This was one of the first big 'television events.'
Originally airing in 1952-53 on NBC without
commercial interruption (for the first episode at least) Victory
at Sea is an impressive piece of television. With
a huge (for the time) budget of $500,000
the 26 half-hour episodes garnered many awards, including an Emmy and a
Award, and went on to establish documentaries as a practical, and
genre that TV audiences would accept.
This show was the first documentary to really search the
film archives of the world for footage from WWII. Their
researchers went to Russia,
Italy, and Japan
as other countries to find as much footage of naval battles, fleets,
as they could. Ultimately ending up with
an astounding 11,000 miles of film from all sides of the conflict, this
presents a very thorough look at the naval battles from all theaters of
Starting with the buildup of the German fleet and the early
battles in the North Atlantic, the
a complete discussion of the major conflicts that occurred at sea. From the attack on Pearl
Harbor that severely damaged the US Pacific fleet, to the
at Midway which cost the Japanese four aircraft carriers and D-Day, the
amphibious assault in history, the more well known battles are covered
extensively. The program is very
inclusive however, and lesser arenas are also examined such as the US defense of Alaska
and engagements in the South Atlantic
as the role that US submarines played in the war.
This is an excellent show, though it's clear that the
writers were still a product of their generation. The
narration often strays over to purple
prose just a bit, which makes the series feel a little dated, but it
also has a
bias that isn't seen is later documentaries such as the excellent The World at War. When the
show proclaims "for Fascism to
survive... it must kill" for example, it's clear that the feelings that
raged during the war were still present.
There are frequent references to "Japs" and "Huns" too, which
never fly in a documentary today. Of
course, this in and of itself, is an interesting historical data point
too. The flowery language and occasional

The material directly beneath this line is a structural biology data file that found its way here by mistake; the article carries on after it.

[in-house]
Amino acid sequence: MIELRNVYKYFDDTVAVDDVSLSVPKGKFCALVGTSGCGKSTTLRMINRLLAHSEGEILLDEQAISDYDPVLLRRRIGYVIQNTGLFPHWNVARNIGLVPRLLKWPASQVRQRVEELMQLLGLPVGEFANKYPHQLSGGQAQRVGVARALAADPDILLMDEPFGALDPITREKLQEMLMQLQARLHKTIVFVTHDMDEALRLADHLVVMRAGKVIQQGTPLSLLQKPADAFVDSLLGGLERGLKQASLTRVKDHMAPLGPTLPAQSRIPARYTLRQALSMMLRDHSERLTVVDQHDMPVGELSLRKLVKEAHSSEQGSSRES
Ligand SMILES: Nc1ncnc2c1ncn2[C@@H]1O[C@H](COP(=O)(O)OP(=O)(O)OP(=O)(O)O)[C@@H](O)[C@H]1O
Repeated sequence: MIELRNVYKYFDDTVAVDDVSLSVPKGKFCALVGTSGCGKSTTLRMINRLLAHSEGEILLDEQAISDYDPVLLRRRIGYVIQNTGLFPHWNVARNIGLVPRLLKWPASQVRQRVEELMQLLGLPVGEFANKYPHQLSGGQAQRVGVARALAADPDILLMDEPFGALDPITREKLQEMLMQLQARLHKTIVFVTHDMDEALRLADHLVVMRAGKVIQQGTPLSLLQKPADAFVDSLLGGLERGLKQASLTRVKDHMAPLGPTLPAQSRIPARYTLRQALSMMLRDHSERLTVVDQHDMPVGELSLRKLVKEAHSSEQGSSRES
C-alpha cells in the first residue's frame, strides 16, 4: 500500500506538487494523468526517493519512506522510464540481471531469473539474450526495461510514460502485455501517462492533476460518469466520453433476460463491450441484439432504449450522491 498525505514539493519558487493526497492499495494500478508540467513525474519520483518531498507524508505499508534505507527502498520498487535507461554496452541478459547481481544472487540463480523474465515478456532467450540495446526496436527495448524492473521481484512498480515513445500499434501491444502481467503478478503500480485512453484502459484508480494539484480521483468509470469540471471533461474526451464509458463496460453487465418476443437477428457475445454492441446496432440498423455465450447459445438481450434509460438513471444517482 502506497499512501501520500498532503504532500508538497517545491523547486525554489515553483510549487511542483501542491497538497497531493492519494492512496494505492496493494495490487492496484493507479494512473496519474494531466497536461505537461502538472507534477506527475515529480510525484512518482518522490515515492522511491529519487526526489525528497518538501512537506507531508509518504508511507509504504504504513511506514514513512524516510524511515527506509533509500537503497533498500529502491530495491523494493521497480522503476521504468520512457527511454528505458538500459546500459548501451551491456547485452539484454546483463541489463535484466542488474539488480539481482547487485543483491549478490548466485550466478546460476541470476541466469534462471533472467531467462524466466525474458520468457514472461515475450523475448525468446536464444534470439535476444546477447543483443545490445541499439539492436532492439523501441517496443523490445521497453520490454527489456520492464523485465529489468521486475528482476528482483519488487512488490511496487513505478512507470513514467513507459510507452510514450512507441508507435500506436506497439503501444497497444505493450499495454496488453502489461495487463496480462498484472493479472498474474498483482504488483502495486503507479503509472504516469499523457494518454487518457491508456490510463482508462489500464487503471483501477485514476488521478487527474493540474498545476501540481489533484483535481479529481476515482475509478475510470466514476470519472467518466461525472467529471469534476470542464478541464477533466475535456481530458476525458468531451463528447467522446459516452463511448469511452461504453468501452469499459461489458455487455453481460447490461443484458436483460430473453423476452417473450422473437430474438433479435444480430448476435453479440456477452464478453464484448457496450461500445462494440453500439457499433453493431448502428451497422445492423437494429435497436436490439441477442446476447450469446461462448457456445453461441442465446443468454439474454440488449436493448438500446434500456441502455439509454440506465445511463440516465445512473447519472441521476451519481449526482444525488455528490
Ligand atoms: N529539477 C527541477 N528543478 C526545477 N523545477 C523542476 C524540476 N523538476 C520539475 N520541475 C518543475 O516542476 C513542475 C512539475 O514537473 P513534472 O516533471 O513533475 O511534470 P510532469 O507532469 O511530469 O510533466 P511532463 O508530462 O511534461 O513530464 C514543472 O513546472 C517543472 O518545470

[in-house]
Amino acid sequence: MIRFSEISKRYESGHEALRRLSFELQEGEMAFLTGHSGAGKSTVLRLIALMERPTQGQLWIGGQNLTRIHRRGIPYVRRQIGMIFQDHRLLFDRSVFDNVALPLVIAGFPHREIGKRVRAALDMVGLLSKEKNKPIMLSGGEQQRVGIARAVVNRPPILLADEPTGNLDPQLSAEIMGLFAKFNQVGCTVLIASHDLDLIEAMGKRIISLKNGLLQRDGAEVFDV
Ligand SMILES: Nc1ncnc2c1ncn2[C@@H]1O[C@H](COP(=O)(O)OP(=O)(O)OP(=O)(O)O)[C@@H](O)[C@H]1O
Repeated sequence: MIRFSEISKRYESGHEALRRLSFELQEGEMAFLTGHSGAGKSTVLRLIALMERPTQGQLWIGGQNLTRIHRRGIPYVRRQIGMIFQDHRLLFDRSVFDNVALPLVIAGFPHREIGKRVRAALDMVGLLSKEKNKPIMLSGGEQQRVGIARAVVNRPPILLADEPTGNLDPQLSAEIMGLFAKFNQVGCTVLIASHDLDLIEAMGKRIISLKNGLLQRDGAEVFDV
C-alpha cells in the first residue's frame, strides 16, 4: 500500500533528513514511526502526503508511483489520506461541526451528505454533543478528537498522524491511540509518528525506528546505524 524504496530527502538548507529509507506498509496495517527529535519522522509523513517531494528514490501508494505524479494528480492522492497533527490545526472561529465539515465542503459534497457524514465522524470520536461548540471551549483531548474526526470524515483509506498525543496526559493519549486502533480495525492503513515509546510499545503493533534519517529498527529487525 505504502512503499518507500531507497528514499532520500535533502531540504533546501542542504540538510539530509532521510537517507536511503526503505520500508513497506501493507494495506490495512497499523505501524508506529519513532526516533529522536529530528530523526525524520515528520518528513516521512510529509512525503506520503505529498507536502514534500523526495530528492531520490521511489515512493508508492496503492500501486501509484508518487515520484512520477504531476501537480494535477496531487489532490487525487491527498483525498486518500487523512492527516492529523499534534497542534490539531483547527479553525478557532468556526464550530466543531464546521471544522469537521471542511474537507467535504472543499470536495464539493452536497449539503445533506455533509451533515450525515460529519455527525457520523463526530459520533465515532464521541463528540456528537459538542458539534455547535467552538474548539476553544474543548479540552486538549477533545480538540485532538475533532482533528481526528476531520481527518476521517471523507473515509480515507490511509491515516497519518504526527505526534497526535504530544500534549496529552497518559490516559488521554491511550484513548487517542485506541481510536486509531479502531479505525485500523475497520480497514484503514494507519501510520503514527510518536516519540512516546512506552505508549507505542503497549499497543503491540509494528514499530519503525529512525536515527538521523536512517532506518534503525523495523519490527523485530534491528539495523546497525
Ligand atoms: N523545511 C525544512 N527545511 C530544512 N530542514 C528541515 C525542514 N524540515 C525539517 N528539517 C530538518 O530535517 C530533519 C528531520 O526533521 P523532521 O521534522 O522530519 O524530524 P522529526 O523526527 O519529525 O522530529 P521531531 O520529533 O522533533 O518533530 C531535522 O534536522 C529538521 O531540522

jab at the Axis powers don't really harm the show to any significant
The reason the show plays so well today is mainly due to the
extremely thorough nature of the program.
Even though it occasionally boils a complex situation down to a
simplistic sound bite, it always goes on to examine the event in more
and never just glosses over important events.
The film footage is very impressive too, and really brings
the topic to life. While a lot of it has
been reused in documentaries over the years, the impact of Kamikaze
flying into a battleship or hundreds of men storming a hostile beach
lessened at all. The score, composed by
Richard Rodgers (over "Rodgers and Hammerstein" fame) is sweeping and
majestic. It fits the subject matter
very well and adds a lot to the show.
The entire 26 episode series arrives on three Blu-ray discs
that are housed in a single-width Blu-ray case.
This is a hard show to rate.
Originally pieced together from a mixture of film footage (some
but mostly 16 mm or even 8 mm) most of which was shot under conditions
were about as far removed from ideal circumstances as you could have
create something watchable, the quality of the image varies quite a bit. This program is also in the public domain and
therefore hasn't received the preservation that it should have. The good news is that the good people at
Periscope Films have done a lot of work cleaning up the show and making
ready for its high definition debut. While
it's still not perfect, it does look good.
First off the preserved the original aspect ratio (1.37:1) which
right decision to make. There was only
so much they could do with a lot of the footage though, so don't expect
stunning HD image. The AVC 1080p picture
is a significant step up from the many pubic domain copies of the
are readily available. There is much
better contrast and sharpness and the blacks are improved.
There is still a lot of print damage, and
grain is a problem in some scenes. The
sections that are taken from lower gauge film are significantly softer
My only real complaint is that Periscope has imprinted a
'bug' a couple of times in each episode.
This is a small transparent image that pops up in the lower
of the image. While I understand the
need for such devices so that someone else doesn't steal their
work, it is annoying and I wish they had left it off.
The show only comes with a DD two channel mono mix.
While I'm not disappointed with the mono
audio, that's the way the show was created after all, I was hoping for
lossless mono option which is not present.
As it is, the audio has not undergone the extensive restoration
that image did, but it's still acceptable.
There are some dropouts and some light tape hiss in the
the narration is clear and the music, while it doesn't have the dynamic
would have liked, sounds fine for the most part.
The set also includes a commentary track for episode 6 (Guadalcanal)
with Dr. Peter Rollins, and an interview with him on the final disc
a little over half an hour. He gives a
lot of information about this series in general, and this episode in
particular. It was interesting time and
I'm glad Periscope went to the trouble and expense to include it. There's also a .pdf file of a publicity
booklet that was used to promote the program when it originally aired.
This is a great series and Periscope has done a good job
restoring it. While it's not perfect, it
is better than the many public domain copies floating around. This is an important documentary, it could be
argued that this is the father of all TV documentaries, as well as
informative and engrossing. Highly
images in this review are not from the Blu-ray disc and do not
represent the image quality on the disc.